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Clocking in at almost 50 minutes, the ninth-season finale of Curb Your Enthusiasm was an endurance test: How long would it take to finally wrap up the season’s wobbly fatwa storyline on Sunday night? And how many Larry David insults and tantrums could you sit through to get the show across the finish line? The season-ender paid off on one subplot: We saw a few scenes from Fatwa! The Musical, the Larry-written production, in rehearsal with Lin-Manuel Miranda, abetted by co-stars who included F. Murray Abraham and Chris Sullivan (Toby from This Is Us). We were supposed to think the actual fatwa that had been placed on Larry was rescinded — over and done with as of last week’s episode. But did you think for a second it wouldn’t resume in the finale?
When Curb is good, its plots are as tightly wound as Larry’s temper. One storyline is usually introduced at the start of an episode, complications ensue, and by the end, the proceedings pretzel-twist back around to the beginning, bringing about a satisfying conclusion. This did not happen in the finale. The freedom HBO granted Larry David in gratitude for more Curb resulted in a number of indulgently long episodes, none of them as slack as this tenth one.
The organizing joke around which the finale revolved was a series of apologies. Larry didn’t think the “I’m sorry” he received from Bob Einstein’s Funkhauser for a late dinner arrival was sufficient. Numerous other characters didn’t think Larry’s apologies for any number of his insults were sincere enough. Another running joke had Larry squawking that Abraham was “an outfit-tracker” — someone who’s critical of you for wearing the same outfit repeatedly. The most lame repeated joke in the finale was one about a woman who’d been hired to sign for the deaf in the Fatwa! production. Every man in the room stared at her generous chest, to the point of dangerous distraction. Yes, in 2017, Larry David stooped to a big-boobs joke, and I’m sure he’d say it is the very moldiness of such a joke — its very political incorrectness — that makes it freshly funny. I’m not buying it.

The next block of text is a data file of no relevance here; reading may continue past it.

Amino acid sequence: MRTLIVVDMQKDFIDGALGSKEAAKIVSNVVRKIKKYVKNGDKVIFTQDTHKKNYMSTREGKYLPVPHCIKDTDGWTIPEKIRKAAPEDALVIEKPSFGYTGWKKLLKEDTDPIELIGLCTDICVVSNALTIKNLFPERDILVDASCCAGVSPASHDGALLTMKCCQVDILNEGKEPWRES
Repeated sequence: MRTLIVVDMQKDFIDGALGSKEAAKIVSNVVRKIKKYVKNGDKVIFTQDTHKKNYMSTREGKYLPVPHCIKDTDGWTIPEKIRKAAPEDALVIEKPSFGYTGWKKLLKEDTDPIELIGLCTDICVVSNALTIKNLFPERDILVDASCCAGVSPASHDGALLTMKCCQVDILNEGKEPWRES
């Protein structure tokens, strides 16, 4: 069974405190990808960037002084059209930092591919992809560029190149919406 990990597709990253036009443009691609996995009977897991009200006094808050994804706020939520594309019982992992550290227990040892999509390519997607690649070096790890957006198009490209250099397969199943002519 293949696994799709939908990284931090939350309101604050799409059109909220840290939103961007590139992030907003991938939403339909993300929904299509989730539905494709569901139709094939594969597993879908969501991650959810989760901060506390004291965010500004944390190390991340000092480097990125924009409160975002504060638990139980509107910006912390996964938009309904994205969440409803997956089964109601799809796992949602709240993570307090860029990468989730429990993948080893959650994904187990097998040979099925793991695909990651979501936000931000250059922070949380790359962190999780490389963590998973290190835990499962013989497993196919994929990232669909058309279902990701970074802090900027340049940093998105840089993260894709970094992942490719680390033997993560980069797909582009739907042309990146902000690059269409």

Other subplots were precariously strained. The paintball duel meant to echo Manuel’s Hamilton? Groan. And from the moment Manuel asked Larry whether his cousins could stay at Larry’s house, the absurdly flimsy excuse to introduce two people who would annoy Larry was itself too irritating to be funny. And the payoff — that the couple would turn out to be “swingers” (has anyone used this term since the 1970s?) who throw a wild, messy party in Larry’s house — was feeble.
The long-awaited return of Curb this season resulted in a season that primarily served to suggest that Curb’s time has passed. One need only look at what is obviously HBO’s best current sitcom — Issa Rae’s Insecure — to be reminded that in comedy, freshness, and novelty are their own rewards, while familiarity can all too often breed disappointment.
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